Glaxo Paying $750 Million In Drug Quality Case : Shots - Health News The company pleaded guilty to federal criminal charges and agreed to a civil settlement over the sale of substandard medicines to government health programs. Quality problems at a factory in Puerto Rico lay at the root of the case.
NPR logo Glaxo To Pay $750 Million And Plead Guilty In Drug Quality Case

Glaxo To Pay $750 Million And Plead Guilty In Drug Quality Case

We sort of saw this GlaxoSmithKline settlement coming, but it's still a big deal when a company shells out three-quarters of a billion dollars to resolve anything.

Paxil CR tablets. National Library of Medicine hide caption

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National Library of Medicine

Paxil CR tablets.

National Library of Medicine

At issue: a slew of quality problems at a Glaxo factory in Puerto Rico, since closed. The government says those lapses led to the shipment of substandard drugs, including antidepressant Paxil CR and diabetes pill Avandamet.

The company will plead guilty to federal criminal charges and will pay the feds $150 million, which is part fine and part forfeiture. There's also a civil settlement that involves $600 million, which will go to the feds and states in compensation for their health programs' purchases of medicines affected by the problems.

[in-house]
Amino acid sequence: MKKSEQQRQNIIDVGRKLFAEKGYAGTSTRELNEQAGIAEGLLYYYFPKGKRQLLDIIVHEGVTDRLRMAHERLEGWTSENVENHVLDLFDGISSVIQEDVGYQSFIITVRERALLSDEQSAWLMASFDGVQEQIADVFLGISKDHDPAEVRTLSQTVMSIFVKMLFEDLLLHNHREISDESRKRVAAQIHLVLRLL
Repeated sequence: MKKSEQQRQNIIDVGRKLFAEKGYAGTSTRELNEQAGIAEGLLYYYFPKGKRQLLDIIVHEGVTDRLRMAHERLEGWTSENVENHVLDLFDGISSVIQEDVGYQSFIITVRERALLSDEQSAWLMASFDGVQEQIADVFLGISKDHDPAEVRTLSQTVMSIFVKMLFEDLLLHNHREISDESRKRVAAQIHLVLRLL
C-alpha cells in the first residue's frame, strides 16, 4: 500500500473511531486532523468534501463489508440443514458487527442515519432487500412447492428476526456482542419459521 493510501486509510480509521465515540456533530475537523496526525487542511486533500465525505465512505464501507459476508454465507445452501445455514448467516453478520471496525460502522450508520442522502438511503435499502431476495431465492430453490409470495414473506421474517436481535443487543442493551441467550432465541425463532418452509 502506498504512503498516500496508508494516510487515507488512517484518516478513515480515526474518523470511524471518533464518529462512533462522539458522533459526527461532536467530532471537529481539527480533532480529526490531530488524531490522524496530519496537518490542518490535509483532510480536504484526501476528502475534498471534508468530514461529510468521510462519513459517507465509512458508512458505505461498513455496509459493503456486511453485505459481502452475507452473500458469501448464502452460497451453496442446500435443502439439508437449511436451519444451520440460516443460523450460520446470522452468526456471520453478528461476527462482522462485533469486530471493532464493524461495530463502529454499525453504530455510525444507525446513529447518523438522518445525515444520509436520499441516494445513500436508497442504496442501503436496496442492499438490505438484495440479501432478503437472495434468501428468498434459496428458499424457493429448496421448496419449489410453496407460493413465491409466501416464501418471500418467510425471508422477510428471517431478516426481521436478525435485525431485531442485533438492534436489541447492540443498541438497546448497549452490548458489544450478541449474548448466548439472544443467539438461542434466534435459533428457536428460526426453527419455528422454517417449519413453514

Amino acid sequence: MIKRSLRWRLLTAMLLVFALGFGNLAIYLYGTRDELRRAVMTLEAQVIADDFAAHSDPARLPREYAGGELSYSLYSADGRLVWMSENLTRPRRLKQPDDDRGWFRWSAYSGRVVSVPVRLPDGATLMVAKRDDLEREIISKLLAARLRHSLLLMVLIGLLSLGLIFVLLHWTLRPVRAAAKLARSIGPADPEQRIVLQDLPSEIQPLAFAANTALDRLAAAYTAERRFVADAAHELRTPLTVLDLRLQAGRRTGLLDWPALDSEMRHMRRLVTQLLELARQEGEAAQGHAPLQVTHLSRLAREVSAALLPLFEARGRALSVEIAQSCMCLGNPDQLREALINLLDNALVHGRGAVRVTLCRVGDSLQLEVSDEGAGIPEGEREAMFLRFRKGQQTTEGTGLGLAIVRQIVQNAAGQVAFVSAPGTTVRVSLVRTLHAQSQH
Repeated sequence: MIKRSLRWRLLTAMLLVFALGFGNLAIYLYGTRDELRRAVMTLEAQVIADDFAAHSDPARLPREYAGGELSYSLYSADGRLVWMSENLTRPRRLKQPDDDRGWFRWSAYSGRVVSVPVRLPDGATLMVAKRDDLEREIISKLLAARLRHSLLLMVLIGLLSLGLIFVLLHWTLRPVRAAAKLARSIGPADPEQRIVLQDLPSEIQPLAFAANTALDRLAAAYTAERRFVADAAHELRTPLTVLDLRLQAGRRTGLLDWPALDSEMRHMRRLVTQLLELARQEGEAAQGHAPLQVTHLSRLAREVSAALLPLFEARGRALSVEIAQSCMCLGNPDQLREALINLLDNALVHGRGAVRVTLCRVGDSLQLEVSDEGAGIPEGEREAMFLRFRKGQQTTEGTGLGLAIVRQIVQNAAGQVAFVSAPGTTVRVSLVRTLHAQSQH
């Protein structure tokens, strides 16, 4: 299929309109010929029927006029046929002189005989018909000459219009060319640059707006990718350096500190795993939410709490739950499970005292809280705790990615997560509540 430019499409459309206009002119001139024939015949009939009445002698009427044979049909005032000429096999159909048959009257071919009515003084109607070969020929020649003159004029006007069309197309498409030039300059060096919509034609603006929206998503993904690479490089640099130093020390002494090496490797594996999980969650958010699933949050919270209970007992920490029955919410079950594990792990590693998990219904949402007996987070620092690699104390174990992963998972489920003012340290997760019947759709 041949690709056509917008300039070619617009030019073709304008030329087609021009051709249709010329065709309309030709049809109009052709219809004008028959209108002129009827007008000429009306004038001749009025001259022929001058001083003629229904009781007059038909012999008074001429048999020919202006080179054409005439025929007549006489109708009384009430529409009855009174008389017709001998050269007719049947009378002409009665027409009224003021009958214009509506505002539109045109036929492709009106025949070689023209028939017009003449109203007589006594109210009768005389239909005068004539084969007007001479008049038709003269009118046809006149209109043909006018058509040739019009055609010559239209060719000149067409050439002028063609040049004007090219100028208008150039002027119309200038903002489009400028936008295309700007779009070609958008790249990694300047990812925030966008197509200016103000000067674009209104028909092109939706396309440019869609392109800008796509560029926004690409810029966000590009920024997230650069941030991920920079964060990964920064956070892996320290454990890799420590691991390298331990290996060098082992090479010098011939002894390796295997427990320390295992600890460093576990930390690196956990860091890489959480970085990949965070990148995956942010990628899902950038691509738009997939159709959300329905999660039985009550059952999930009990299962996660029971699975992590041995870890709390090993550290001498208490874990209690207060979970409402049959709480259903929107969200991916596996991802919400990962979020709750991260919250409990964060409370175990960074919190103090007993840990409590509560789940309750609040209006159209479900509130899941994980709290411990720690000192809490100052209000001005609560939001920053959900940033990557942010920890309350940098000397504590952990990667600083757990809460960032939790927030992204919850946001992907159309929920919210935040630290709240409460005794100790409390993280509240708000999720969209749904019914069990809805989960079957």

In July, the company said it was setting aside $750 million to cover an agreement in principle with the government, so it wasn't exactly a secret that this day would come.

One new detail: A former Glaxo quality manager named Cheryl Eckard will get about $96 million from the federal share of the settlement. She blew the whistle on the company and filed a lawsuit, previously under seal, that you can read here. Glaxo fired her after she raised a stink.

Some of the government's allegations are sobering.

  • Nausea medicine Kytril and antibiotic ointment  Bactroban could have been contaminated with bacteria.
  • A special coating on Paxil CR pills cracked, leading to medicine that wasn't effective.
  • Advandamet tablets were sometimes too strong or too weak.
  • Different medicines were mixed up in the same bottles.

In a statement, Glaxo said it regretted operating the Cidra, Puerto Rico, factory in a way that didn't live up to Food and Drug Administration quality regulations and said it's now doing a better job across the board. "[W]e have not received an FDA warning letter at any plant since the Cidra facility was cited in July 2002," the company said.